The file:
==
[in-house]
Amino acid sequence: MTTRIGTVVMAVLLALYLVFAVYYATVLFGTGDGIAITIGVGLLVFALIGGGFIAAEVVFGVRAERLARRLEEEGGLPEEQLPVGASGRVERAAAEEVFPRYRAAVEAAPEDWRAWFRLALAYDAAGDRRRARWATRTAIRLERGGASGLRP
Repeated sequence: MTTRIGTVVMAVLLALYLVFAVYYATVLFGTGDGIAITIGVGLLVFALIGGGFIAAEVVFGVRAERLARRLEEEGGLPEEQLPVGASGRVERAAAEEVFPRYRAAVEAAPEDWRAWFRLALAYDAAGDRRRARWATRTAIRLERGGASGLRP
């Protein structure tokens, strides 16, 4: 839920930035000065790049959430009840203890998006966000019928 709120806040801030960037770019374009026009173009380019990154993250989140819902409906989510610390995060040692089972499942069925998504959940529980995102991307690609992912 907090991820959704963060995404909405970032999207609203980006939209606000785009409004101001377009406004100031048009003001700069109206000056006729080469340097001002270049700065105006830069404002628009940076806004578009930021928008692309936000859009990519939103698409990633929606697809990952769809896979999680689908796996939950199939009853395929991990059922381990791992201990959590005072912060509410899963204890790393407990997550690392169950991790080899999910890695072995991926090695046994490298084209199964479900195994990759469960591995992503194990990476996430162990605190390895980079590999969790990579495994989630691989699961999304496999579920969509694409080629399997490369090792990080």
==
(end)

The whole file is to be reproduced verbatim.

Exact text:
[in-house]
Amino acid sequence: MTTRIGTVVMAVLLALYLVFAVYYATVLFGTGDGIAITIGVGLLVFALIGGGFIAAEVVFGVRAERLARRLEEEGGLPEEQLPVGASGRVERAAAEEVFPRYRAAVEAAPEDWRAWFRLALAYDAAGDRRRARWATRTAIRLERGGASGLRP
Repeated sequence: MTTRIGTVVMAVLLALYLVFAVYYATVLFGTGDGIAITIGVGLLVFALIGGGFIAAEVVFGVRAERLARRLEEEGGLPEEQLPVGASGRVERAAAEEVFPRYRAAVEAAPEDWRAWFRLALAYDAAGDRRRARWATRTAIRLERGGASGLRP
């Protein structure tokens, strides 16, 4: 839920930035000065790049959430009840203890998006966000019928 709120806040801030960037770019374009026009173009380019990154993250989140819902409906989510610390995060040692089972499942069925998504959940529980995102991307690609992912 907090991820959704963060995404909405970032999207609203980006939209606000785009409004101001377009406004100031048009003001700069109206000056006729080469340097001002270049700065105006830069404002628009940076806004578009930021928008692309936000859009990519939103698409990633929606697809990952769809896979999680689908796996939950199939009853395929991990059922381990791992201990959590005072912060509410899963204890790393407990997550690392169950991790080899999910890695072995991926090695046994490298084209199964479900195994990759469960591995992503194990990476996430162990605190390895980079590999969790990579495994989630691989699961999304496999579920969509694409080629399997490369090792990080």